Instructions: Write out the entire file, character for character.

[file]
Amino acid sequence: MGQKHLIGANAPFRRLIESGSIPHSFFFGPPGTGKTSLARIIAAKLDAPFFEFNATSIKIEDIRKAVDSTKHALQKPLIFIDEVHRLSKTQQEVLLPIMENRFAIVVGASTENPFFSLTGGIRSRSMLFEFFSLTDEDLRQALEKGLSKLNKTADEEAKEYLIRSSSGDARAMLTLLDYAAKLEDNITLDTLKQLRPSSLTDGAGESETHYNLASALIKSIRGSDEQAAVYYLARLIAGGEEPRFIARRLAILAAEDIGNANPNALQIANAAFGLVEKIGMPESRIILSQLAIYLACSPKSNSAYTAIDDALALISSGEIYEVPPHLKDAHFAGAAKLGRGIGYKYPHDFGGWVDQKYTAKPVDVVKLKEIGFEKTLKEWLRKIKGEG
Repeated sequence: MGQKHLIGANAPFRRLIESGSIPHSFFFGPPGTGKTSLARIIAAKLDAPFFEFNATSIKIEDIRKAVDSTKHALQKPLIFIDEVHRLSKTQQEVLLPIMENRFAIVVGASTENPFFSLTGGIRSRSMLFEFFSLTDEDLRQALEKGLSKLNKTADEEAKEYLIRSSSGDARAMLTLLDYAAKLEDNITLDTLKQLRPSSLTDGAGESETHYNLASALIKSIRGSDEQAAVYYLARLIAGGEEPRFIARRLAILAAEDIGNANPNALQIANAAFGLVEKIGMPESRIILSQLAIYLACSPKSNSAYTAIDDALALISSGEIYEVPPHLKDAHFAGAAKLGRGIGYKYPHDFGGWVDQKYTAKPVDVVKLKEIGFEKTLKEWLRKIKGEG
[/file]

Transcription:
Amino acid sequence: MGQKHLIGANAPFRRLIESGSIPHSFFFGPPGTGKTSLARIIAAKLDAPFFEFNATSIKIEDIRKAVDSTKHALQKPLIFIDEVHRLSKTQQEVLLPIMENRFAIVVGASTENPFFSLTGGIRSRSMLFEFFSLTDEDLRQALEKGLSKLNKTADEEAKEYLIRSSSGDARAMLTLLDYAAKLEDNITLDTLKQLRPSSLTDGAGESETHYNLASALIKSIRGSDEQAAVYYLARLIAGGEEPRFIARRLAILAAEDIGNANPNALQIANAAFGLVEKIGMPESRIILSQLAIYLACSPKSNSAYTAIDDALALISSGEIYEVPPHLKDAHFAGAAKLGRGIGYKYPHDFGGWVDQKYTAKPVDVVKLKEIGFEKTLKEWLRKIKGEG
Repeated sequence: MGQKHLIGANAPFRRLIESGSIPHSFFFGPPGTGKTSLARIIAAKLDAPFFEFNATSIKIEDIRKAVDSTKHALQKPLIFIDEVHRLSKTQQEVLLPIMENRFAIVVGASTENPFFSLTGGIRSRSMLFEFFSLTDEDLRQALEKGLSKLNKTADEEAKEYLIRSSSGDARAMLTLLDYAAKLEDNITLDTLKQLRPSSLTDGAGESETHYNLASALIKSIRGSDEQAAVYYLARLIAGGEEPRFIARRLAILAAEDIGNANPNALQIANAAFGLVEKIGMPESRIILSQLAIYLACSPKSNSAYTAIDDALALISSGEIYEVPPHLKDAHFAGAAKLGRGIGYKYPHDFGGWVDQKYTAKPVDVVKLKEIGFEKTLKEWLRKIKGEG